Re: Standards for dimensions of printed books

Subject: Re: Standards for dimensions of printed books
From: Dick Margulis <margulis -at- fiam -dot- net>
To: SArbing -at- ITCCANADA -dot- COM
Date: Sun, 26 Sep 1999 14:50:34 -0400

Sue,

The "standard" sizes for printed books are standard _ranges_ of sizes.
You can pick whatever approximate size appeals to you from a
readability/design/usability/packaging point of view. Different schools
of thought exist as to what is the "correct" size for a user manual, and
my purpose in this post is not to start a religious war; so I am going
to limit myself to a pragmatic answer to the question you asked.

Once you have selected an approximate size, and before you begin to lay
out the actual page grid, you can proceed one of two ways:

1. You can arbitrarily decide on an exact page size and not concern
yourself with the implication for production costs.

2. You can investigate production costs and use that information to help
you select an exact page size.

I'm going to tell you how to follow course number 2. Here are the steps:

A. Determine what the expected press run will be. A printing contract
will be for that number of copies with a per-copy additional charge for
extras.

B. Estimate the overall number of pages.

C. Determine whether the design is going to incoporate either spot color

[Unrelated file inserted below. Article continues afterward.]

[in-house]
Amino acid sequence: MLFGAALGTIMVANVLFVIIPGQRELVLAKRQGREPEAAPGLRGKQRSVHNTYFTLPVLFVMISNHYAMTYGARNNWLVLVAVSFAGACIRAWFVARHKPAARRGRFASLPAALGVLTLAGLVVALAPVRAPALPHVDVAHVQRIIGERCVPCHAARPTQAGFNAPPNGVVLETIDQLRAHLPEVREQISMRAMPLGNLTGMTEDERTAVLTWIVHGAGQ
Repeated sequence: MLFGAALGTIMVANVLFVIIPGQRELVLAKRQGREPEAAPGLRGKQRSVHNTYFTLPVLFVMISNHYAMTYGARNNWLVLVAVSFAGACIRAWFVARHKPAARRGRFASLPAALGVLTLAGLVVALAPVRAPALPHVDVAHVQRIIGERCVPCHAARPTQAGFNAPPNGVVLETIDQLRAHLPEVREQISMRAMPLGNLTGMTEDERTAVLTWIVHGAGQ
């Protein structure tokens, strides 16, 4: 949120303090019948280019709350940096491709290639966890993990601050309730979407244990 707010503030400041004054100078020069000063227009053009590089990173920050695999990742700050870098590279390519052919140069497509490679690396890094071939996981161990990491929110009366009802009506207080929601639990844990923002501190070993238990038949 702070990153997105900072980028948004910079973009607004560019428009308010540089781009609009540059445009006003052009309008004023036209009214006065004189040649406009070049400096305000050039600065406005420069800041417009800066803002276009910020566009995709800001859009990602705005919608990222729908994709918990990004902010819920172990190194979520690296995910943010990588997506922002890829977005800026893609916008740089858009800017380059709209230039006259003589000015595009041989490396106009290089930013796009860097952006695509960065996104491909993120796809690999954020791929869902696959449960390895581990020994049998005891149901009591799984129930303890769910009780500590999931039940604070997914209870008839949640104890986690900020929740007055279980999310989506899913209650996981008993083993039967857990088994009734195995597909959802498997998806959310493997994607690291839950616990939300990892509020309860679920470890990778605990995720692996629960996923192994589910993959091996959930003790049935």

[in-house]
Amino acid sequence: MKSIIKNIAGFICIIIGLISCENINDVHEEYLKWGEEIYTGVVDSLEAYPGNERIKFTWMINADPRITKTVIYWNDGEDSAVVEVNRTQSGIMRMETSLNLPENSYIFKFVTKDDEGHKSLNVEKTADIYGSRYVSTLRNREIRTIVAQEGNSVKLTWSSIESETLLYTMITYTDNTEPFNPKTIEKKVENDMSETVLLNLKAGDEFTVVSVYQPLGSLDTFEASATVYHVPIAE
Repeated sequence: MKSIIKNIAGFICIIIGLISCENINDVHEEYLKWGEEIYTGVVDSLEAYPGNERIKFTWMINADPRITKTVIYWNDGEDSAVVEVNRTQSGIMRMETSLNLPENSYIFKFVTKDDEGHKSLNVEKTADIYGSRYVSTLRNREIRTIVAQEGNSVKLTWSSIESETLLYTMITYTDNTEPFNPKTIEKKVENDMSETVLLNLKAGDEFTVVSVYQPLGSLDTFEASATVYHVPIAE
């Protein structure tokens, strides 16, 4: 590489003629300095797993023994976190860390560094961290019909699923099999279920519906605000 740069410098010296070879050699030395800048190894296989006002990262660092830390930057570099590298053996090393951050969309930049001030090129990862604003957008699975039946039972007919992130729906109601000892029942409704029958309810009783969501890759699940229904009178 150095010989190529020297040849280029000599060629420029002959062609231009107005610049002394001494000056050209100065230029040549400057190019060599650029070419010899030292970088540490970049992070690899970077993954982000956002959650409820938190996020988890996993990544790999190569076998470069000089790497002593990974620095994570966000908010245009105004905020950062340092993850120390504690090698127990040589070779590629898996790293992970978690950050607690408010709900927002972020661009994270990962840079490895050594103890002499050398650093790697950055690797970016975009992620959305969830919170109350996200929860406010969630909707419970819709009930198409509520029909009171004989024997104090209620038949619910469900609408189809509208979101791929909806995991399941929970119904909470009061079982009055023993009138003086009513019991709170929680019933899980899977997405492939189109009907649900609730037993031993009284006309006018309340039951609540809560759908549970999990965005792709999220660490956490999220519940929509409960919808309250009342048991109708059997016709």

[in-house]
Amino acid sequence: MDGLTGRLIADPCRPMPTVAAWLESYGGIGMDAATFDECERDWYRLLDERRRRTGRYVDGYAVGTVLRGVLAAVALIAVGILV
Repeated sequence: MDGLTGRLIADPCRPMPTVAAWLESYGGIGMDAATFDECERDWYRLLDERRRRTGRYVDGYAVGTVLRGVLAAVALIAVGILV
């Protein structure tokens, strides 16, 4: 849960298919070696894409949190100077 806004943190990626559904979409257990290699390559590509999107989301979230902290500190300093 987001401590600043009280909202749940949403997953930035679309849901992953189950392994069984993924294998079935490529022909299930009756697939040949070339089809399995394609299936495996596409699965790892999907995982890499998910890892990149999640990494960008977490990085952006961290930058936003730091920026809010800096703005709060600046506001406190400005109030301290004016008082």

or process color, how much of each, and whether you plan to use bleeds.

D. Give this information a print broker, explaining that you want to
arrive at a trim size that makes efficient use of press and paper.

E. What happens next is that the print broker surveys a list of printers
who handle jobs of the scope you are interested in. The larger the print
run, the more presses you will have access to, in general.

F. Once the print broker determines who has the right press for your
job, you will get to select from a few appropriate paper stocks (from
mills the printer does business with and that the printer knows will run
well on the press in question, with the color usage you propose).

G. Different papers do not always come in the same sheet size, but once
you pick a paper, the available sheet sizes will be known. The printer
can then tell you the maximum page size for a signature of 16 pages (or
32 pages, if if is a large press)--working from your original requested
size.

H. You can make your page that maximum size or smaller in either or both
directions. However you do not gain anything by making it much smaller.
You cannot, for example, decide to squeeze four more pages on a sheet,
because the printer is probably not going to want to run a 4-page
signature on a sheet with a 16-page signature just to save a little
paper.

Hope this helps,

Dick





SArbing -at- ITCCANADA -dot- COM wrote:
>
> Hi all,
>
> I'm wondering if anyone has heard of standards for the dimensions of
>
> printed books. We are in the process of deciding what size our printed
>
> books should be.
>
> If you are using a standard, I would appreciate hearing about it. Even if
>
> you're not using a standard, I would be interested in how you determine the
>
> dimensions of your printed books. Please note, I am primarily talking about
>
> documents like user guides and installation guides.
>




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